Book Image

Working with Linux ??? Quick Hacks for the Command Line

By : Bogdan Vaida, Petru I»ôfan
Book Image

Working with Linux ??? Quick Hacks for the Command Line

By: Bogdan Vaida, Petru I»ôfan

Overview of this book

Websites, online services, databases, and pretty much every other computer that offers public services runs on Linux. From small servers to clusters, Linux is anywhere and everywhere. With such a broad usage, the demand for Linux specialists is ever growing. For the engineers out there, this means being able to develop, interconnect, and maintain Linux environments. This book will help you increase your terminal productivity by using Terminator, Guake and other tools. It will start by installing Ubuntu and will explore tools and techniques that will help you to achieve more work with less effort. Next, it will then focus on Terminator, the ultimate terminal, and vim, one of the most intelligent console editors. Futhermore, the readers will see how they can increase their command line productivity by using sed, find, tmux, network, autoenv. The readers will also see how they can edit files without leaving the terminal and use the screen space efficiently and copy-paste like a pro. Towards the end, we focus on network settings, Git hacks, and creating portable environments for development and production using Docker. Through this book, you will improve your terminal productivity by seeing how to use different tools.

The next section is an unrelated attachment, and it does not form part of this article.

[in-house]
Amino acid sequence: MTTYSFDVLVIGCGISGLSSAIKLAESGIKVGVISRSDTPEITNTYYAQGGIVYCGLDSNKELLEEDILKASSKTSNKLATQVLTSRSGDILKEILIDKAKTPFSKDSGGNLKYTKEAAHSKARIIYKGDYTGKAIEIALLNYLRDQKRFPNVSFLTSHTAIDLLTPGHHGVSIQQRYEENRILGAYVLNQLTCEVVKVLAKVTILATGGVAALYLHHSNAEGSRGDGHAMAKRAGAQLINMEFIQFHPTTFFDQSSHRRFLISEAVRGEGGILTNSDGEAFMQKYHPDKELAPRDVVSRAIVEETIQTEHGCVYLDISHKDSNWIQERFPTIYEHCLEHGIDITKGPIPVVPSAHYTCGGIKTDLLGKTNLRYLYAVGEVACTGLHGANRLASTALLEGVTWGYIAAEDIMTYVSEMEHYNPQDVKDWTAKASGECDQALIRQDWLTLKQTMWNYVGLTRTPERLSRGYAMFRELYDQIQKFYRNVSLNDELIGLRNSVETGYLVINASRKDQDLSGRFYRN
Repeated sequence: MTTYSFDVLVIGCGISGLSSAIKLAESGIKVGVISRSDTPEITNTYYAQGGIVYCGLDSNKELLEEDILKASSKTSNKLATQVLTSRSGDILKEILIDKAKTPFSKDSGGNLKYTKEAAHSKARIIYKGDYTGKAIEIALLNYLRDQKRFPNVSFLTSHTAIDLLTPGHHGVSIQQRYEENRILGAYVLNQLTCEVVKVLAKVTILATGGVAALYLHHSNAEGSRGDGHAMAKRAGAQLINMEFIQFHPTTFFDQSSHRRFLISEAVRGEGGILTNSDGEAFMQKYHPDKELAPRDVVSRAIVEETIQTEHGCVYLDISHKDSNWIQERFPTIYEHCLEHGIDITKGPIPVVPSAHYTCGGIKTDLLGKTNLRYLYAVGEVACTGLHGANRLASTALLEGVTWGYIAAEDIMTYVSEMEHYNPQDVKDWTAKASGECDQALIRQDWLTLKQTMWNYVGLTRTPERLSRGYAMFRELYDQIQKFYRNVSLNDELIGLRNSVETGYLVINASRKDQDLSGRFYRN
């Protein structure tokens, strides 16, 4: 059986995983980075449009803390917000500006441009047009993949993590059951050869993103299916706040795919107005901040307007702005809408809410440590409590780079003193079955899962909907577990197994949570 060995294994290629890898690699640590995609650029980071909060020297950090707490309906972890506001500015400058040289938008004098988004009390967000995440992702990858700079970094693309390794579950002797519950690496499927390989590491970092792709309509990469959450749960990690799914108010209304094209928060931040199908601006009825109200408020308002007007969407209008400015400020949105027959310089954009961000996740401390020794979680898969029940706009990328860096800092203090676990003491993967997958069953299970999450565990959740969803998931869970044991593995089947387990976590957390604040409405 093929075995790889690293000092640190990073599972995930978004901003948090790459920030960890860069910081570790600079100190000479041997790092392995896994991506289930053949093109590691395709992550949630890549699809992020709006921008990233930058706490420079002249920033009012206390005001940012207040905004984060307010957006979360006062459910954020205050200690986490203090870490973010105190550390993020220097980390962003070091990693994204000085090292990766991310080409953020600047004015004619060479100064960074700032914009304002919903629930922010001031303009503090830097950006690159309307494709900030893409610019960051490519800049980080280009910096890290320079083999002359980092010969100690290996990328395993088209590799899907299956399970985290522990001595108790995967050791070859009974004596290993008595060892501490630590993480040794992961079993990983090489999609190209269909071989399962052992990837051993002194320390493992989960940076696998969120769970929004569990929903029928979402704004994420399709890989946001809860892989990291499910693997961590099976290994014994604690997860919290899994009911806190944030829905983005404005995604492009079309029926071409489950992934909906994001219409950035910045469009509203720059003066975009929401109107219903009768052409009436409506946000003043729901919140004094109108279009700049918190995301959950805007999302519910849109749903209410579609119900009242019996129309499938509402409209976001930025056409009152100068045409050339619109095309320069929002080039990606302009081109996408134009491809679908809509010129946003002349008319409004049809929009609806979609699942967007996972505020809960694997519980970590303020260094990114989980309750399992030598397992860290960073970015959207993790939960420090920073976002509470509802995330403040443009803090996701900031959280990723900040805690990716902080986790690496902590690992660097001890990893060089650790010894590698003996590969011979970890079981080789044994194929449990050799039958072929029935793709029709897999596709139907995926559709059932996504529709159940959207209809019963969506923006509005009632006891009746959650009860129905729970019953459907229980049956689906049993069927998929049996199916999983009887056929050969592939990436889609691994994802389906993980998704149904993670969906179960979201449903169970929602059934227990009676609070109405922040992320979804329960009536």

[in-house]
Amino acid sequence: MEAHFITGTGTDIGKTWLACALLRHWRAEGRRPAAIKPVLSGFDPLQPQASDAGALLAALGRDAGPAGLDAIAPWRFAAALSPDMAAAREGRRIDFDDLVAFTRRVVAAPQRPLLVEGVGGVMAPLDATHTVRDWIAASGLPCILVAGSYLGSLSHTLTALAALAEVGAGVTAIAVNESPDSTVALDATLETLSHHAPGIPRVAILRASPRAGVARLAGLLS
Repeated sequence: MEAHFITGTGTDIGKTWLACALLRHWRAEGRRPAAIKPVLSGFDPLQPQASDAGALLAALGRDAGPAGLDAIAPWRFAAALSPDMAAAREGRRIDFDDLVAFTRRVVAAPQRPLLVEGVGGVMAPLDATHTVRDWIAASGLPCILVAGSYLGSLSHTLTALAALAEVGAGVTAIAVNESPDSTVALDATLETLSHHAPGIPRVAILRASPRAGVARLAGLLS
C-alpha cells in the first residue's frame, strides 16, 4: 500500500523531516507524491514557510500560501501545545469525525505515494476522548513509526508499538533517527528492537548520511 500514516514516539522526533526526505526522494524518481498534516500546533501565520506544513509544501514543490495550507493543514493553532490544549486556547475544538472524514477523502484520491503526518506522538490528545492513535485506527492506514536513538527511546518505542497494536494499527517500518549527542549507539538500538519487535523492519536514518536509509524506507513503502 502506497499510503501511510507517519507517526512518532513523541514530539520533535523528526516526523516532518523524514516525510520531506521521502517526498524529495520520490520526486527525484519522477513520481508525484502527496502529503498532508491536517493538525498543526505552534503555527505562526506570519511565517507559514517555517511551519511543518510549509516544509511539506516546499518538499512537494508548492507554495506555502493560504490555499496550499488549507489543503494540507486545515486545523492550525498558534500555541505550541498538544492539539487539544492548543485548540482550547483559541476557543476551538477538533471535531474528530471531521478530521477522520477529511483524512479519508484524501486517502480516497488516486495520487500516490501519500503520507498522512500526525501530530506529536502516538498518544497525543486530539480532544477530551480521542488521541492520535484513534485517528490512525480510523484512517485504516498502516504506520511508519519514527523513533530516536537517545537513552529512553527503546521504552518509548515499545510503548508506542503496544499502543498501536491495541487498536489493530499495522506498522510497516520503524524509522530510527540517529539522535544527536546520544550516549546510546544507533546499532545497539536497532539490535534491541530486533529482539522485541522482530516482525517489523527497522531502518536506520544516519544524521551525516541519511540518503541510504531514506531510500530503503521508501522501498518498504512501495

Table of Contents (13 chapters)

JSON jamming in the new age

Nowadays, JSON is everywhere, in web apis, in configuration files, even in logs. JSON is the default format used to structure data. Because it is used so much, there will be times when we will need to process JSON from the command line. Could you imagine doing this with grep, sed, or other conventional tools? That would be quite a challenge.

Luckily for us, there is a simple Command-line tool called jq that we can use to query JSON files. It comes with its own language syntax, as we will see in just a few minutes.

First let's install jq with the following command:

sudo apt install jq

Now let's use an example file, a dummy access log in JSON format: access.log, which we can also find in the course GitHub repository.

Let's start with some simple queries:

jq . access.log

We will print the JSON objects back to the screen, in a pretty format:

If we want to grab the request method from each request, run the following:

jq '.requestMethod' access.log

This will print the...